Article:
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Self-expandable and highly flexible nitinol stent: immediate and long-term results in dogs.

Authors
  • Grenadier, E
  • Shofti, R
  • Beyar, M
  • Lichtig, H
  • Mordechowitz, D
  • Globerman, O
  • Markiewicz, W
  • Beyar, R
Type
Published Article
Journal
American Heart Journal
Publisher
Elsevier
Publication Date
Nov 01, 1994
Volume
128
Issue
5
Pages
870–878
Identifiers
PMID: 7942477
Source
Medline
License
Unknown

Abstract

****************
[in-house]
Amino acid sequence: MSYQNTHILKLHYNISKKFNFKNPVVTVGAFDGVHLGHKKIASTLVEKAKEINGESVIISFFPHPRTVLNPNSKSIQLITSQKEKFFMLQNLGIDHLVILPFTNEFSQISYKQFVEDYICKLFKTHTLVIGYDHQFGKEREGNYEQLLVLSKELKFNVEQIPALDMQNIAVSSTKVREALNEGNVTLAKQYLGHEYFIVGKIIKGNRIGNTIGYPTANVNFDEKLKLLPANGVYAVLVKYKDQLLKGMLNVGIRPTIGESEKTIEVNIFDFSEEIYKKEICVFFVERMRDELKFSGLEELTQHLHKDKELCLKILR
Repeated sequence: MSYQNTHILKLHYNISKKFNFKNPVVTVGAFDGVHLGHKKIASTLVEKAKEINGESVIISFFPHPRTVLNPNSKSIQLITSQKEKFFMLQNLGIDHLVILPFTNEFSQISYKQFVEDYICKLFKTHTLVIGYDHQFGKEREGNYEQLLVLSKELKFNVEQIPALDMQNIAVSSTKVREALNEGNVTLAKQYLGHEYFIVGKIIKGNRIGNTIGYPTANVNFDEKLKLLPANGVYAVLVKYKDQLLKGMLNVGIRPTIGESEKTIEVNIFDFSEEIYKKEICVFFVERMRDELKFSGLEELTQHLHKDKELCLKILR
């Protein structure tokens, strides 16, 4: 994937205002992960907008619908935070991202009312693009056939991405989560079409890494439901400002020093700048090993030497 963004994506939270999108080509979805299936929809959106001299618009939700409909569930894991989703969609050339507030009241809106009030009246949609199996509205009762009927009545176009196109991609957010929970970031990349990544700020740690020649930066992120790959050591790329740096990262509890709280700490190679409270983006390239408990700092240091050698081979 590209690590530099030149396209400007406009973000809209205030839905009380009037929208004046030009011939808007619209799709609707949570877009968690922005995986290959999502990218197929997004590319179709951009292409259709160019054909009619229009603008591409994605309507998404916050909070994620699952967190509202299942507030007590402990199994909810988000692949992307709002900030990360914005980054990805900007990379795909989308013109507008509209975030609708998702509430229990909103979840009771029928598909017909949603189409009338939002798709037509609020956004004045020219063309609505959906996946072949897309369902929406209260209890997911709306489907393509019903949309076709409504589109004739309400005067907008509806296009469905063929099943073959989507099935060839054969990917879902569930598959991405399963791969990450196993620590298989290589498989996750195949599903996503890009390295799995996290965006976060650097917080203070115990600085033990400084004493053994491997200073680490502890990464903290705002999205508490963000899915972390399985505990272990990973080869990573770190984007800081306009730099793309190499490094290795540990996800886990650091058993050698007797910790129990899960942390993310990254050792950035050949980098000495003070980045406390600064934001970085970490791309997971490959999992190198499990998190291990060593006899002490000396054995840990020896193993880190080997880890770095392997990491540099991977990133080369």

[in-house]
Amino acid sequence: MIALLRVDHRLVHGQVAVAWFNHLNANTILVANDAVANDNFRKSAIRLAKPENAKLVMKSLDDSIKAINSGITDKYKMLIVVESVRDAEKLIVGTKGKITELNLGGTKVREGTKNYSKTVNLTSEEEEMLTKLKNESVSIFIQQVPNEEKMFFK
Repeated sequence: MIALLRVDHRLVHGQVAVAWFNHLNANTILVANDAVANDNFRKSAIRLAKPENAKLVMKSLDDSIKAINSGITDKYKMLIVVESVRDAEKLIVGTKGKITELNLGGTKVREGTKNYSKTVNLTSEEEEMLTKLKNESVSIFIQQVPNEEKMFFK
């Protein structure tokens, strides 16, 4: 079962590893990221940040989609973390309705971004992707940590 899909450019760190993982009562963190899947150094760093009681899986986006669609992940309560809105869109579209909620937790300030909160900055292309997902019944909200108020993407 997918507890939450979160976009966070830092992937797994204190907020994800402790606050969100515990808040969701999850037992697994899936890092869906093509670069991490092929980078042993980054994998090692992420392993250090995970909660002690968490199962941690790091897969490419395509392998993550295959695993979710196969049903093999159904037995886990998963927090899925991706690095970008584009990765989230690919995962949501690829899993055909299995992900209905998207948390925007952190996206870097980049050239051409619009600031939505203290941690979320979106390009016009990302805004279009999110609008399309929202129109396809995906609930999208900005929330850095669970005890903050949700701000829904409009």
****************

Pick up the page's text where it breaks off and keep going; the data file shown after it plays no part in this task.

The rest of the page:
We sought to investigate the acute and long-term patency rates and the histologic response of coronary arteries to a self-expandable nitinol coil stent. Twenty-two stents were implanted. Angiographic patency was demonstrated acutely in all but one dog, in which the stent was released in a small branch (1 mm); mismatch in stent-to-artery diameters resulted in vessel closure. Two dogs died from anesthesia overdose and two from bleeding within 24 hours. All dogs were treated with aspirin (80 mg/day) and warfarin (2.5 mg/day) for up to 1 month. Sixteen dogs were monitored for 1 to 2 weeks, 1 month, 3 months, 6 months, and 1 year and underwent subsequent angiography and histopathologic examination. Angiographic artery dimensions measured immediately after stent implantation (2.72 +/- 0.4 mm) did not differ from those noted at follow-up (2.68 +/- 0.44 mm, p not significant). Histologic examination showed outward stent pressure compressing the internal elastic membrane and media in most cases. Intimal hyperplasia started at 2 weeks and was most apparent at 3 and 6 months. Mean intimal thickness was 30.7 +/- 10.9 mu, 141.8 +/- 105.4 mu, 227.1 +/- 104.1 mu, 211.8 +/- 99.1 mu, and 170.1 +/- 42.7 mu at 1 to 2 weeks and 1, 3, 6 and 12 months, respectively. Therefore the nitinol self-expandable stent provokes a moderate cellular proliferative response that reaches its maximum in 3 to 6 months without further progression.

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